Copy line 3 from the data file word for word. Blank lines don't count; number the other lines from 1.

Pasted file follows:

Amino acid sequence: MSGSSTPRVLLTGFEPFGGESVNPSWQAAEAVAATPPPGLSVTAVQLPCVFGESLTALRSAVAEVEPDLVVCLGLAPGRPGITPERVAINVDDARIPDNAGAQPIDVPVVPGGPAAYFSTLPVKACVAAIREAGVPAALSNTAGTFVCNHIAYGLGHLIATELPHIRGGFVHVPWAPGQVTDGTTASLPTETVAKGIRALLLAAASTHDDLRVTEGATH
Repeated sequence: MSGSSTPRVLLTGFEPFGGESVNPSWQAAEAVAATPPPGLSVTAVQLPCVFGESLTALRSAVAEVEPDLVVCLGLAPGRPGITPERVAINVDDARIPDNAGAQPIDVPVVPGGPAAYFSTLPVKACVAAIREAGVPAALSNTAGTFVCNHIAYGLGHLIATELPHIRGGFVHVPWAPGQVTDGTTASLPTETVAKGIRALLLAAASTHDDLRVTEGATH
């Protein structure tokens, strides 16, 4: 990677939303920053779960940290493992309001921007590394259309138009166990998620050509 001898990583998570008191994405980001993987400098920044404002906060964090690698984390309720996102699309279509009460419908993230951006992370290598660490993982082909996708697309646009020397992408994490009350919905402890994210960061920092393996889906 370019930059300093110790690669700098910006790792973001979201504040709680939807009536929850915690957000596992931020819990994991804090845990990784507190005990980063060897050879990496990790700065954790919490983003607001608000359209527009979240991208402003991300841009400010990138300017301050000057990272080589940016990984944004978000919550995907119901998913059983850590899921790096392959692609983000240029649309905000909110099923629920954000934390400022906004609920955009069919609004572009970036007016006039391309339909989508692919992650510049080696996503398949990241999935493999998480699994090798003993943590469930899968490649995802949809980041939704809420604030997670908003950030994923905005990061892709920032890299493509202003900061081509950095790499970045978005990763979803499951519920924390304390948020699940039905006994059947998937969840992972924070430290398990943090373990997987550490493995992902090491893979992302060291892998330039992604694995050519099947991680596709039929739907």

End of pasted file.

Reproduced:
């Protein structure tokens, strides 16, 4: 990677939303920053779960940290493992309001921007590394259309138009166990998620050509 001898990583998570008191994405980001993987400098920044404002906060964090690698984390309720996102699309279509009460419908993230951006992370290598660490993982082909996708697309646009020397992408994490009350919905402890994210960061920092393996889906 370019930059300093110790690669700098910006790792973001979201504040709680939807009536929850915690957000596992931020819990994991804090845990990784507190005990980063060897050879990496990790700065954790919490983003607001608000359209527009979240991208402003991300841009400010990138300017301050000057990272080589940016990984944004978000919550995907119901998913059983850590899921790096392959692609983000240029649309905000909110099923629920954000934390400022906004609920955009069919609004572009970036007016006039391309339909989508692919992650510049080696996503398949990241999935493999998480699994090798003993943590469930899968490649995802949809980041939704809420604030997670908003950030994923905005990061892709920032890299493509202003900061081509950095790499970045978005990763979803499951519920924390304390948020699940039905006994059947998937969840992972924070430290398990943090373990997987550490493995992902090491893979992302060291892998330039992604694995050519099947991680596709039929739907």